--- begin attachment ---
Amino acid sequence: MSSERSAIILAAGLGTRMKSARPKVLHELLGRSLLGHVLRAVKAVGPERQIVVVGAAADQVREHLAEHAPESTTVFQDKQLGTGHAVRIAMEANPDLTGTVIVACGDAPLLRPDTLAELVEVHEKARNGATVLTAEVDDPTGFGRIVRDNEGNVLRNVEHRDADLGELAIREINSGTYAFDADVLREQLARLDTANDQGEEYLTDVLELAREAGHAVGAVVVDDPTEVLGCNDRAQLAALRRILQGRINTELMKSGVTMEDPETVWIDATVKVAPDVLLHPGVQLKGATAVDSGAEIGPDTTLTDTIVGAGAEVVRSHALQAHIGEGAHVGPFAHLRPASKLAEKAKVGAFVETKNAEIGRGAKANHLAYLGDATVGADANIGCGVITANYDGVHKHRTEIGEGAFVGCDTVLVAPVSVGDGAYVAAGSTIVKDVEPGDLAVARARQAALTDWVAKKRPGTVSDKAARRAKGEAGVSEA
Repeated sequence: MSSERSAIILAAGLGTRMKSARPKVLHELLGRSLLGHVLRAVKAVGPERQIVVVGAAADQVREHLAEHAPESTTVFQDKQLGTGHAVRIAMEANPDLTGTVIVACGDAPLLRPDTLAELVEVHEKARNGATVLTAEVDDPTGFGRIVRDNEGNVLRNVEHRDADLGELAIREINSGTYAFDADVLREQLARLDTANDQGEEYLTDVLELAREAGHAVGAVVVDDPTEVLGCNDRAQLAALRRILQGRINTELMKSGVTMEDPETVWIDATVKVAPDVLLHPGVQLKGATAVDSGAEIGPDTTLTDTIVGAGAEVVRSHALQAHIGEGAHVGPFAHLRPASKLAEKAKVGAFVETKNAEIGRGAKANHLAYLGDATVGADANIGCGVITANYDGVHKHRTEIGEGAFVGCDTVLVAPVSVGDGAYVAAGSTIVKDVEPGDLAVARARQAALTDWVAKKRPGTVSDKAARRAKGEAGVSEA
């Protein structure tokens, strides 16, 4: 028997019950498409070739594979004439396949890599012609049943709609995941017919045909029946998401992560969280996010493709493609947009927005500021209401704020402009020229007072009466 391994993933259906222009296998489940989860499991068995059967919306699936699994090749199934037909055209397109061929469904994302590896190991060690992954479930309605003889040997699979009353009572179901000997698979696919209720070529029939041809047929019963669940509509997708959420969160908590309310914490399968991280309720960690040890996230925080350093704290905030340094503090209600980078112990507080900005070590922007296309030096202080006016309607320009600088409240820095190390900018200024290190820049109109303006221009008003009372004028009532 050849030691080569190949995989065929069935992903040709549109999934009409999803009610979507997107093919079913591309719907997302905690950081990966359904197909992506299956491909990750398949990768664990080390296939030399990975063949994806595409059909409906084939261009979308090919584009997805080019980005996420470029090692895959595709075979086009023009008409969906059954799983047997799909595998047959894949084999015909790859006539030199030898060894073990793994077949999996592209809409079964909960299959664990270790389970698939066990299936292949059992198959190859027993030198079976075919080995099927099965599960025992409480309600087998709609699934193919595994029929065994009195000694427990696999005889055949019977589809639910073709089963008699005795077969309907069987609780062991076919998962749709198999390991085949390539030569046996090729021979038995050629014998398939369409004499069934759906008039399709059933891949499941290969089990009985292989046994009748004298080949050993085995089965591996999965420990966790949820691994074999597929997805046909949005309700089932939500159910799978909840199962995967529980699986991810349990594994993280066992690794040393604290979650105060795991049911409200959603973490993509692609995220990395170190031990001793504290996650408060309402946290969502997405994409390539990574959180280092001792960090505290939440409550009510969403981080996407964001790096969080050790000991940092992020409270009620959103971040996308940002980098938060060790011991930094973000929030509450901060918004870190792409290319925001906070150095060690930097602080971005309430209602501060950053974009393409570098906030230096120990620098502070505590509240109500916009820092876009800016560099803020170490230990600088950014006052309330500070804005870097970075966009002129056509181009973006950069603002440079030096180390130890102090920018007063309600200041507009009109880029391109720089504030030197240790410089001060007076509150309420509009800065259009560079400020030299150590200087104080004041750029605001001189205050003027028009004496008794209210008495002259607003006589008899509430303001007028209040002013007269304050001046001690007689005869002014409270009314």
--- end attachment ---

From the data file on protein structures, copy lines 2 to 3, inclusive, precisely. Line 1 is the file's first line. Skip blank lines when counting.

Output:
Repeated sequence: MSSERSAIILAAGLGTRMKSARPKVLHELLGRSLLGHVLRAVKAVGPERQIVVVGAAADQVREHLAEHAPESTTVFQDKQLGTGHAVRIAMEANPDLTGTVIVACGDAPLLRPDTLAELVEVHEKARNGATVLTAEVDDPTGFGRIVRDNEGNVLRNVEHRDADLGELAIREINSGTYAFDADVLREQLARLDTANDQGEEYLTDVLELAREAGHAVGAVVVDDPTEVLGCNDRAQLAALRRILQGRINTELMKSGVTMEDPETVWIDATVKVAPDVLLHPGVQLKGATAVDSGAEIGPDTTLTDTIVGAGAEVVRSHALQAHIGEGAHVGPFAHLRPASKLAEKAKVGAFVETKNAEIGRGAKANHLAYLGDATVGADANIGCGVITANYDGVHKHRTEIGEGAFVGCDTVLVAPVSVGDGAYVAAGSTIVKDVEPGDLAVARARQAALTDWVAKKRPGTVSDKAARRAKGEAGVSEA
């Protein structure tokens, strides 16, 4: 028997019950498409070739594979004439396949890599012609049943709609995941017919045909029946998401992560969280996010493709493609947009927005500021209401704020402009020229007072009466 391994993933259906222009296998489940989860499991068995059967919306699936699994090749199934037909055209397109061929469904994302590896190991060690992954479930309605003889040997699979009353009572179901000997698979696919209720070529029939041809047929019963669940509509997708959420969160908590309310914490399968991280309720960690040890996230925080350093704290905030340094503090209600980078112990507080900005070590922007296309030096202080006016309607320009600088409240820095190390900018200024290190820049109109303006221009008003009372004028009532 050849030691080569190949995989065929069935992903040709549109999934009409999803009610979507997107093919079913591309719907997302905690950081990966359904197909992506299956491909990750398949990768664990080390296939030399990975063949994806595409059909409906084939261009979308090919584009997805080019980005996420470029090692895959595709075979086009023009008409969906059954799983047997799909595998047959894949084999015909790859006539030199030898060894073990793994077949999996592209809409079964909960299959664990270790389970698939066990299936292949059992198959190859027993030198079976075919080995099927099965599960025992409480309600087998709609699934193919595994029929065994009195000694427990696999005889055949019977589809639910073709089963008699005795077969309907069987609780062991076919998962749709198999390991085949390539030569046996090729021979038995050629014998398939369409004499069934759906008039399709059933891949499941290969089990009985292989046994009748004298080949050993085995089965591996999965420990966790949820691994074999597929997805046909949005309700089932939500159910799978909840199962995967529980699986991810349990594994993280066992690794040393604290979650105060795991049911409200959603973490993509692609995220990395170190031990001793504290996650408060309402946290969502997405994409390539990574959180280092001792960090505290939440409550009510969403981080996407964001790096969080050790000991940092992020409270009620959103971040996308940002980098938060060790011991930094973000929030509450901060918004870190792409290319925001906070150095060690930097602080971005309430209602501060950053974009393409570098906030230096120990620098502070505590509240109500916009820092876009800016560099803020170490230990600088950014006052309330500070804005870097970075966009002129056509181009973006950069603002440079030096180390130890102090920018007063309600200041507009009109880029391109720089504030030197240790410089001060007076509150309420509009800065259009560079400020030299150590200087104080004041750029605001001189205050003027028009004496008794209210008495002259607003006589008899509430303001007028209040002013007269304050001046001690007689005869002014409270009314």